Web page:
The video also distracted, intentionally or otherwise, from how things suddenly aren't going the way of IS.  Whether al-Baghdadi was injured or not in the missile strike near Mosul, the group still hasn't taken Kobani and doesn't look as though it can.  It's also losing territory in Iraq, mainly thanks to the involvement of the aforementioned Shia militias backed by Iran, and it's not beyond the realms of possibility the Syrian government might soon win back control of Aleppo, with the obvious next target for Assad the IS capital of Raqqa.  A movement that previously looked unstoppable isn't going to attract the same numbers of recruits, especially those who aren't looking for martyrdom and instead have treated their journey to Syria as little more than a gap year.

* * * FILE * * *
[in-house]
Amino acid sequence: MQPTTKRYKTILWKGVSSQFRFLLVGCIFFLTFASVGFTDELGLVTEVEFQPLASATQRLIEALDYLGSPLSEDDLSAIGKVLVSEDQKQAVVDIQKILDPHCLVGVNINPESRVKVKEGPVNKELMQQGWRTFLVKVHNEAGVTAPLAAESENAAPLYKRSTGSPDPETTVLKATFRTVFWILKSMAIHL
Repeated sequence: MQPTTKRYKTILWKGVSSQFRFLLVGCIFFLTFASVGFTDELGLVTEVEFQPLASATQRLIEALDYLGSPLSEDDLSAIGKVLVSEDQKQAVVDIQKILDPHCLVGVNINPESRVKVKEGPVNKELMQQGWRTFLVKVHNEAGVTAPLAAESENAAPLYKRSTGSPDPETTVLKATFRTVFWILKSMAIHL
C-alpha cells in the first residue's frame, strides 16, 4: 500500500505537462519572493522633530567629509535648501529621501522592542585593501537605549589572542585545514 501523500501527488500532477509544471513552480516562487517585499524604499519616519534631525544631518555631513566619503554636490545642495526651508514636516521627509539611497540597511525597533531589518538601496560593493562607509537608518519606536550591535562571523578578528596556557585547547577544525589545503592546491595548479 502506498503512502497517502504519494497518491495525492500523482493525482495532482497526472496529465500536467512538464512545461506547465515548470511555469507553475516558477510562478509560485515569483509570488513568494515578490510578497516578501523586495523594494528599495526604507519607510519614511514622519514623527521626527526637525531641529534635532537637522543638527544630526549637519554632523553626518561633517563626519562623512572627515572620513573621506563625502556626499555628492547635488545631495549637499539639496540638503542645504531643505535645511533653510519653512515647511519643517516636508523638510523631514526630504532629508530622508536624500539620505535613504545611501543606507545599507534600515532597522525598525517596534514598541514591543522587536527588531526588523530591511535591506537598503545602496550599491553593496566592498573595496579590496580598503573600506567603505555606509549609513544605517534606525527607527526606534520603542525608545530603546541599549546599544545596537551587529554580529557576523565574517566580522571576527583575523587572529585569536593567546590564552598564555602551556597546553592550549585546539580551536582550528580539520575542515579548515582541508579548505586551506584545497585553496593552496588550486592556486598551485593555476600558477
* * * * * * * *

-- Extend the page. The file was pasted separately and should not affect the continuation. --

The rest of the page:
Enter then David Cameron, who somehow confused parliaments, announcing new anti-terror legislation in Canberra rather than at Westminster.  A compromise has been reached between stripping citizenship altogether from those who go to fight and instead excluding them for two years, unless they accept they could be prosecuted, as well as subject to stringent monitoring.  Except in reality statelessness was never an option as it's illegal, and nor has it been explained whether someone who decides to wait out the two years will then be treated in the same way on return anyway, as you expect they would.  This rather ignores how the main threat comes usually from those who are stopped from travelling in the first place, as both of the recent attacks in Canada were carried out by men whose passports were confiscated, or from those chosen specifically for a plot, as the 7/7 jihadis were.  Most who head for Syria will end up dead extremely quickly, or left embittered and/or damaged by their experience rather than further radicalised.  It might seem blasé or irresponsible to let those set on jihad go to Syria, but it could be the least worst option, so long as combined with a policy of prosecution and heightened surveillance for those who do choose to come back.